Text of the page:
A recent New York Times article, entitled Most Dangerous Time at the Hospital? It Might Be When You Leave gives a doctor’s perspective on the causes for readmissions. I’d encourage you to read the full article, but here are some high points.
They first walk us through the case of a patient who came to the hospital with blood in their stool. The doctors recognized the patient as having low blood pressure, so they stopped his Lasix (a diuretic he took for congestive heart failure) and proceeded to perform an endoscopy where they were able to find and clip the source of the bleeding. So far so good. They sent the patient home with instructions to see primary care so that the Lasix could be restarted and the dose reviewed. The patient didn’t see primary care and ended up being readmitted for congestive heart failure.
The Committee for Medicare and Medicaid Services (CMS) has estimated it’s annual cost for preventable readmissions to be approximately $17 B (out of a total cost of $26 B). In other words, CMS believes that 2/3rds of readmissions can be prevented.
A Physician’s View Of Preventable Readmissions
Dr. Eric Coleman has been a pioneer at preventing readmissions. His evidence based methodology, the Care Transitions Intervention, is based around four pillars of transitional care, as follows:
- Managing Medications,
- Use of a Personal Health Record that engages the patient in understanding and documenting their care and sharing that knowledge with all care providers,
- Making sure that there’s a follow-up appointment with primary care, and
- Understanding and managing red flags.
Note: The Care Transitions Intervention® and all of its materials are the property of the Care Transitions Program®. All content on this website is © to Eric A. Coleman, MD, MPH.
Had the Coleman method been followed, the patient in the NYT article would not likely have been readmitted. Let’s review:
- Medication Management: FAIL – should have gotten back onto Lasix
- Personal Health Record: FAIL – clearly not in place
- Primary Care Visit – FAIL – it was prescribed but not attended
- Red Flags: FAIL – patient should have recognized increased congestion as a red flag
The doctor who inspired the article, had numerous other valuable observations, as follows:
- Doctors prepare daily plans for all admitted patients. The plans are often developed by a resident, reviewed with a more senior resident and approved by the attending physician. For discharge, however, no such rigorous plan is put in place.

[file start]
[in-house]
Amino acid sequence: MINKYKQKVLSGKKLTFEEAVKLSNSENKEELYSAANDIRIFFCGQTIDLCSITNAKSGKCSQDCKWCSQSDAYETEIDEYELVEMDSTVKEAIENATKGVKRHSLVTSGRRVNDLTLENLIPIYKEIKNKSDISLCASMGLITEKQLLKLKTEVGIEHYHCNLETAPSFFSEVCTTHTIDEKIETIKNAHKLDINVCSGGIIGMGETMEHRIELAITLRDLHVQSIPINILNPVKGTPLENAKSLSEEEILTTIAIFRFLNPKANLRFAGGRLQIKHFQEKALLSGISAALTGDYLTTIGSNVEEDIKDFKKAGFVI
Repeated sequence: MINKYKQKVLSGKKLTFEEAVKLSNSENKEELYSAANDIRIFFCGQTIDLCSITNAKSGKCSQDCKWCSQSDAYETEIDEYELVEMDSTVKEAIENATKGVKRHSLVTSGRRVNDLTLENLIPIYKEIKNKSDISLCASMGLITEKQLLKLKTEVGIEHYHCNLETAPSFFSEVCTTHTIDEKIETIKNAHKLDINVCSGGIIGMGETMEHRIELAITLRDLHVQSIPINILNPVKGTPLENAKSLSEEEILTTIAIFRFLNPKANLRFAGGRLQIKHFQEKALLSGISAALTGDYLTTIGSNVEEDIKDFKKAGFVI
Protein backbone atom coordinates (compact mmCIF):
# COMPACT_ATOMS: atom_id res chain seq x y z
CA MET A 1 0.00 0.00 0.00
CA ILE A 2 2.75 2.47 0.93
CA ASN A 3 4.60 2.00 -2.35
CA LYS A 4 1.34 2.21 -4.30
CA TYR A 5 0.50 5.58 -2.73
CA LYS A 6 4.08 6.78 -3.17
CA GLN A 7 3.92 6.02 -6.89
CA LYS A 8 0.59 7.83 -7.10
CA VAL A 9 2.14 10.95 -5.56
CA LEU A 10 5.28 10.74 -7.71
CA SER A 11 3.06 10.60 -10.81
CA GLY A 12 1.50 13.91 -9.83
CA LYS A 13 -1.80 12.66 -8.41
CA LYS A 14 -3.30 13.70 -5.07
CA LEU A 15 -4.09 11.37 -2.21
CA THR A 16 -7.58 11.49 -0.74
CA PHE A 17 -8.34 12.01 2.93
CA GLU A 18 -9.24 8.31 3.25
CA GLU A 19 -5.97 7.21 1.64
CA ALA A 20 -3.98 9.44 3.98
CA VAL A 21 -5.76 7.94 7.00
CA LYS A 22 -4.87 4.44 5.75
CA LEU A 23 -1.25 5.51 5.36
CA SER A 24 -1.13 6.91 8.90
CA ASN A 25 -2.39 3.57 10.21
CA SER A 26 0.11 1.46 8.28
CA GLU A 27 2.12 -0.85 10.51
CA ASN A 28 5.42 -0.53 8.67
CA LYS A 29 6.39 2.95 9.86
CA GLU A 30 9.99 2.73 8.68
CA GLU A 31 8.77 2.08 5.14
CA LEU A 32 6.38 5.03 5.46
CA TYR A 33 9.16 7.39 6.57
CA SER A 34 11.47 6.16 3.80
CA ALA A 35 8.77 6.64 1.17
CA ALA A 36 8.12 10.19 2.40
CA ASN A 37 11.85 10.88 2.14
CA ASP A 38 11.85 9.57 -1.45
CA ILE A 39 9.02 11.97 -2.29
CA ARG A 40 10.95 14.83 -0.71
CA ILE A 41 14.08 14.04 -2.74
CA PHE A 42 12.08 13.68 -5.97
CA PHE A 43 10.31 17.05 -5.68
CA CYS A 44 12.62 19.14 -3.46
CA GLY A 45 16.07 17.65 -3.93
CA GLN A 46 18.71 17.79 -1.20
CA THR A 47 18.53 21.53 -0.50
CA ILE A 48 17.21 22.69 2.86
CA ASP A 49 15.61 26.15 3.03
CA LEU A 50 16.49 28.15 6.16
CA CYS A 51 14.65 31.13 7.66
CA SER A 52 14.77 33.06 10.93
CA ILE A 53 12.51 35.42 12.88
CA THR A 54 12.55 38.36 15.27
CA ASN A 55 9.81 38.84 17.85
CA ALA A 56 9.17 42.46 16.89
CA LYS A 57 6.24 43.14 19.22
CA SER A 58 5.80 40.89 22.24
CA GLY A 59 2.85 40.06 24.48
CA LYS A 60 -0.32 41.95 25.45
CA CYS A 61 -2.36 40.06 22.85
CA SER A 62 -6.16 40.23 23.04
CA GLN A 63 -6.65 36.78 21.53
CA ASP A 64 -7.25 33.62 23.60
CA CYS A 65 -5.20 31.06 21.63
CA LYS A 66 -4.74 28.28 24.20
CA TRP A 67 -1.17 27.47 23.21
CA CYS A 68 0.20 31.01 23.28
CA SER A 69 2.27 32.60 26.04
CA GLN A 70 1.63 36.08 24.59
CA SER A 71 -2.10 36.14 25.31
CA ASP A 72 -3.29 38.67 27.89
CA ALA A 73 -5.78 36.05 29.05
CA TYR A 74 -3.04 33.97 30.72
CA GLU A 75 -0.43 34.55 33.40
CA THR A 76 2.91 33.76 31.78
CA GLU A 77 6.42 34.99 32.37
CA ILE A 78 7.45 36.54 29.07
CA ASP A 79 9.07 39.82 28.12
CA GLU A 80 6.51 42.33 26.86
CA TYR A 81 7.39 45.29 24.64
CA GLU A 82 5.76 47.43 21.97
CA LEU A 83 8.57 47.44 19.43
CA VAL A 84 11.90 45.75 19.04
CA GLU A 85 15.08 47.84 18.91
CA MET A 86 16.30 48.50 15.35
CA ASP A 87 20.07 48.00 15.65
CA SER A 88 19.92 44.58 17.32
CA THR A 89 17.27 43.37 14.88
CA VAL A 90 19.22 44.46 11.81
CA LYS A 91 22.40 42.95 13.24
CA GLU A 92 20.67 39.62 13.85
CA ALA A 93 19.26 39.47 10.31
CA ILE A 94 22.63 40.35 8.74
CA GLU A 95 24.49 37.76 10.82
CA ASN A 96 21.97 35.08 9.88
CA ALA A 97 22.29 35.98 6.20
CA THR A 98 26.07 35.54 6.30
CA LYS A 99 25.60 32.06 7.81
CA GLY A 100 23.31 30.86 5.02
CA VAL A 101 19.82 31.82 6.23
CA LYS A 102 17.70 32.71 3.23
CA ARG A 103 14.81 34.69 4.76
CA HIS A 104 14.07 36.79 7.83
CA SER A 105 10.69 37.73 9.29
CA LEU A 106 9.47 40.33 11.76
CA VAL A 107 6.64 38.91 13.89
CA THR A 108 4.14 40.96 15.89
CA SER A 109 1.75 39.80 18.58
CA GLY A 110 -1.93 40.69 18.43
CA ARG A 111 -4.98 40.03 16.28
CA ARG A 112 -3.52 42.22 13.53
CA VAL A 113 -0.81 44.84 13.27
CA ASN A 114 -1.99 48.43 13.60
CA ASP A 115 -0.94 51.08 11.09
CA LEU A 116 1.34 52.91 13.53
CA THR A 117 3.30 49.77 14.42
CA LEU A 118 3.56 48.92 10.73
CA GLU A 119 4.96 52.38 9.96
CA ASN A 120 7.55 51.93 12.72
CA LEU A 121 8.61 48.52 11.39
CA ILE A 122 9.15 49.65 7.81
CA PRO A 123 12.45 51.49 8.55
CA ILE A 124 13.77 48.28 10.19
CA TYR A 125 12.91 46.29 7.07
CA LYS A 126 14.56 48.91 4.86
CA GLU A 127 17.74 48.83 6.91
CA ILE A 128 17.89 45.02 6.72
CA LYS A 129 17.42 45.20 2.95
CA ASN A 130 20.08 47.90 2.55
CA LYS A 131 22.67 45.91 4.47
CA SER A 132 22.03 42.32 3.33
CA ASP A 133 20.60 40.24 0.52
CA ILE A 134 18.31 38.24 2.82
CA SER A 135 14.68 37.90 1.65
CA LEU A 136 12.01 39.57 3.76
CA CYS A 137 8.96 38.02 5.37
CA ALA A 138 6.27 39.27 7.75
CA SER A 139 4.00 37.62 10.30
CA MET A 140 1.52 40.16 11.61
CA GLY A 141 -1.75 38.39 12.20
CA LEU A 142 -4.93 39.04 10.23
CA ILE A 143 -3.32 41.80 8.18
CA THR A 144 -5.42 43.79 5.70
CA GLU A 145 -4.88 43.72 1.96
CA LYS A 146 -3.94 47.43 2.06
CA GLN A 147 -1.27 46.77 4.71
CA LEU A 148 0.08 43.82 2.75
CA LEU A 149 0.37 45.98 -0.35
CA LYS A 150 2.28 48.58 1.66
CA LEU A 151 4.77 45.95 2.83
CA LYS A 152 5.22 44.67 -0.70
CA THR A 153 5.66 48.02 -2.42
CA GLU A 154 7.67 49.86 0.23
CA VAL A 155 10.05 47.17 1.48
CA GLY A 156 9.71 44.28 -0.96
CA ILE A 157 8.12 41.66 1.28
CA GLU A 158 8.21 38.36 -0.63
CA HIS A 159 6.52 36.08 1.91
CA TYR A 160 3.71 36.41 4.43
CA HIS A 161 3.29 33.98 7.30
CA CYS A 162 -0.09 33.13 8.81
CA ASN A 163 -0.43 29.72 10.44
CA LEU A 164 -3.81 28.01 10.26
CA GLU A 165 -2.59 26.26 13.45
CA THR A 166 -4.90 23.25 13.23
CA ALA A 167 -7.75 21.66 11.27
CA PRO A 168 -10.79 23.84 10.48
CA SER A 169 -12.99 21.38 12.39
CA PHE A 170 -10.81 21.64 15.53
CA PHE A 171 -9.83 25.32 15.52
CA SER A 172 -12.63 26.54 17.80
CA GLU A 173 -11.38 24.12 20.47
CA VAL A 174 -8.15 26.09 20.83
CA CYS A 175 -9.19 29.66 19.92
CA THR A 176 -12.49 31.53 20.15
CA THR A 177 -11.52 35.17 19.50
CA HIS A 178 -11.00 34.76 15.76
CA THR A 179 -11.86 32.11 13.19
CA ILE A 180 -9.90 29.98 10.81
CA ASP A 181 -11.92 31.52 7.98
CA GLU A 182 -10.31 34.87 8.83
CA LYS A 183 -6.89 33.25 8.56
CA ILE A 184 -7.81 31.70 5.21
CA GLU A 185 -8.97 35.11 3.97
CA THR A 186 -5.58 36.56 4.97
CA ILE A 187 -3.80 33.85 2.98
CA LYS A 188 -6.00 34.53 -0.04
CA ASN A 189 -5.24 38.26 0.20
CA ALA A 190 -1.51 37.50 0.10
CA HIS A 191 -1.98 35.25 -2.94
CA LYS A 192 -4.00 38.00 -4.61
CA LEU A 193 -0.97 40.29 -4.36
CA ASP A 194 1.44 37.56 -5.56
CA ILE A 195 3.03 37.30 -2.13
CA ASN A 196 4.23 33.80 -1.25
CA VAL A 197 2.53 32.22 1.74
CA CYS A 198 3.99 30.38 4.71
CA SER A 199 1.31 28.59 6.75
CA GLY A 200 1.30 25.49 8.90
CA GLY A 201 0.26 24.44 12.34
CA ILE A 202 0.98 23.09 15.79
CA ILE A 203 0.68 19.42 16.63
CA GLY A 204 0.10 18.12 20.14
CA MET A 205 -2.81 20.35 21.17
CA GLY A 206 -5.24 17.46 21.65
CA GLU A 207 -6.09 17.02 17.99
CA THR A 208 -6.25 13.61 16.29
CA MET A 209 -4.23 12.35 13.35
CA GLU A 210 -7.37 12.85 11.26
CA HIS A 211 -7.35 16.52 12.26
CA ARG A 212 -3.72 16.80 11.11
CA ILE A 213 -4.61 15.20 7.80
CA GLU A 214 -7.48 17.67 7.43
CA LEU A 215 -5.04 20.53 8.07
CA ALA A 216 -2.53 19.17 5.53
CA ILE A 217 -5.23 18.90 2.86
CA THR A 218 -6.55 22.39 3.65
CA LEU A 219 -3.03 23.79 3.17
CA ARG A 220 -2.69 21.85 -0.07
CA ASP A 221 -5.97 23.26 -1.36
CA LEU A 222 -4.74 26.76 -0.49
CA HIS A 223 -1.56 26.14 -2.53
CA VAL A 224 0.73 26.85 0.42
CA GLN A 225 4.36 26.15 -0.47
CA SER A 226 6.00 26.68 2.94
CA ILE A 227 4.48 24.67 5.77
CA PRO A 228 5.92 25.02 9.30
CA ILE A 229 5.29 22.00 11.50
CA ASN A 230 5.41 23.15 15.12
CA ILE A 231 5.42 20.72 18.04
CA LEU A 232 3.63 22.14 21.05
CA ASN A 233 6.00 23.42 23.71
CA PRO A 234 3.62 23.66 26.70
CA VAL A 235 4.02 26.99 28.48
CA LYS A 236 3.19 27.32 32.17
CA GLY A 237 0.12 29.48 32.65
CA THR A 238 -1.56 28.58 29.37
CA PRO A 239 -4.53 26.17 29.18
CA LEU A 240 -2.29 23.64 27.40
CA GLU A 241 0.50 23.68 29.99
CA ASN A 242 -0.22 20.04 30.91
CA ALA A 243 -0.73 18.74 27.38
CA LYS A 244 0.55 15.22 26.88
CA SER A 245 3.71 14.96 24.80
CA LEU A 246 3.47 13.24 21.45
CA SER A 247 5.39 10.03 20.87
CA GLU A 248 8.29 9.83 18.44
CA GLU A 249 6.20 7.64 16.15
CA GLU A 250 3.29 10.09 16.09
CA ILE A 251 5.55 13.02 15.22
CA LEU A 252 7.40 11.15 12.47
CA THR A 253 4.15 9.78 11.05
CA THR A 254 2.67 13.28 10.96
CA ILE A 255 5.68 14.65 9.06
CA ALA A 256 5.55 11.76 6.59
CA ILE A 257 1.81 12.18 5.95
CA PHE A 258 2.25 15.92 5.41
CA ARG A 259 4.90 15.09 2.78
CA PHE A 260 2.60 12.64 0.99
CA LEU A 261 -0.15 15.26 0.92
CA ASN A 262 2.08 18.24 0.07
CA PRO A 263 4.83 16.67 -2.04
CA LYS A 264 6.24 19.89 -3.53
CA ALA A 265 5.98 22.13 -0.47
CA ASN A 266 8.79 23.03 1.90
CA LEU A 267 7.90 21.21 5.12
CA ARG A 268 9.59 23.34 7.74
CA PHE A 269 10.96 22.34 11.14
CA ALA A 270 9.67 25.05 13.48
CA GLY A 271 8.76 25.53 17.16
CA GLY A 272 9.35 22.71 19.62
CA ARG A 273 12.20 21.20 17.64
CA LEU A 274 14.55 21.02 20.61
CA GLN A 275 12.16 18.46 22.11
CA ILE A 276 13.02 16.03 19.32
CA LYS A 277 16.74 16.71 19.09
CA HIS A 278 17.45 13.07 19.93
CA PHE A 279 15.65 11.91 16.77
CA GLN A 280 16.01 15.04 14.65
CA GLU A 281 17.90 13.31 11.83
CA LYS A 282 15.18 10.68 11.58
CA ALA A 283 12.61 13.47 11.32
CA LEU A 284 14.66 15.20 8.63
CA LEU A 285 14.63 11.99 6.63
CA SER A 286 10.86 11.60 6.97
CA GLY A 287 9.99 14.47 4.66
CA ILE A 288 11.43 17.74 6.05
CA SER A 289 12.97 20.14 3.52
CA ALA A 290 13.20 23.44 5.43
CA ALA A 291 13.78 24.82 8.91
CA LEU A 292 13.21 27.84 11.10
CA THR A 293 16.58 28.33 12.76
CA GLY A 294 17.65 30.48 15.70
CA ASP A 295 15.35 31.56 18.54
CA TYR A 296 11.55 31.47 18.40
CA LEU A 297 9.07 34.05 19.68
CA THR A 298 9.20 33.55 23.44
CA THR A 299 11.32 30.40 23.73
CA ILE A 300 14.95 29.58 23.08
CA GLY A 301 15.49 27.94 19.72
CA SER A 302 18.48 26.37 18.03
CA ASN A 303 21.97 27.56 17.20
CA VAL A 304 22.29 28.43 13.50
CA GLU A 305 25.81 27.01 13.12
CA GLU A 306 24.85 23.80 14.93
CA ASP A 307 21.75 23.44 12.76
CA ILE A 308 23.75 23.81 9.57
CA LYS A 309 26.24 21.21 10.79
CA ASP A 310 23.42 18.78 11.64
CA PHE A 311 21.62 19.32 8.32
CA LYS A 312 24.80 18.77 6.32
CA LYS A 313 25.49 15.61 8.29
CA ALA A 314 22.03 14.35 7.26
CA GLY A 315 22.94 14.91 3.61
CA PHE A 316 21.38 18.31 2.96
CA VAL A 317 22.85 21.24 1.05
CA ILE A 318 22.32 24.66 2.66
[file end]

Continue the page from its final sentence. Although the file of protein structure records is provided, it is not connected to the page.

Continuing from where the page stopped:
- Often discharges are rushed because either the patient feels better and wants to leave or a bed becomes available in a post acute facility and they rush to take advantage of it.
- In the hospital, vital signs are constantly monitored, whereas at home they are not
- Sometimes a patient’s urgency to be discharged, or the hospital’s desire to clear the bed result in a premature discharge
- There’s a practice whereby hospitals should notify the patient’s primary care physician about the patient’s hospitalization, but often it’s not done.
- 30 percent of patients are discharged with orders for more tests, but a third of these never happen
- As many as 40% of patients are discharged with open orders for required lab tests but often the physicians are unaware of these and they are inadvertently cancelled when the patient is discharged
- There are numerous effective techniques for avoiding preventable readmissions, including the Coleman method, automated follow-up phone calls, pharmacist led interventions and more.
Why Does Preventing Readmissions Matter?
CMS is driving a major shift in the way that home care agencies are compensated. They are aggressively moving away from the fee-for-service episodes of care and moving instead to bundled payments, value-based payments, and more. All of these new payment methodologies favor post acute care with a strong track record for preventing avoidable readmissions.
How Home Care Wins In The Bundled Payment Era
In a recent webinar, Ken Accardi explained how to be a successful post acute care provider in the era of bundled payments. Hospitals will look for organizations with the best outcomes at the lowest cost. Successful organizations think differently about how to organize and staff their offerings using a combination of professional care, paraprofessional care and technology. The winners will be highly profitable and win a disproportional share of referrals.
Ankota was co-founded by Ken Accardi and provides software to improve the delivery of care outside the hospital, focusing on efficiency and care coordination. Ankota’s primary focus is on Care Transitions for Readmission avoidance and on management of Private Duty non-medical home care.
This article was pand first appeared as “Preventable Readmissions – A Doctor’s View” on Apr 3, 2016 via the Ankota blog.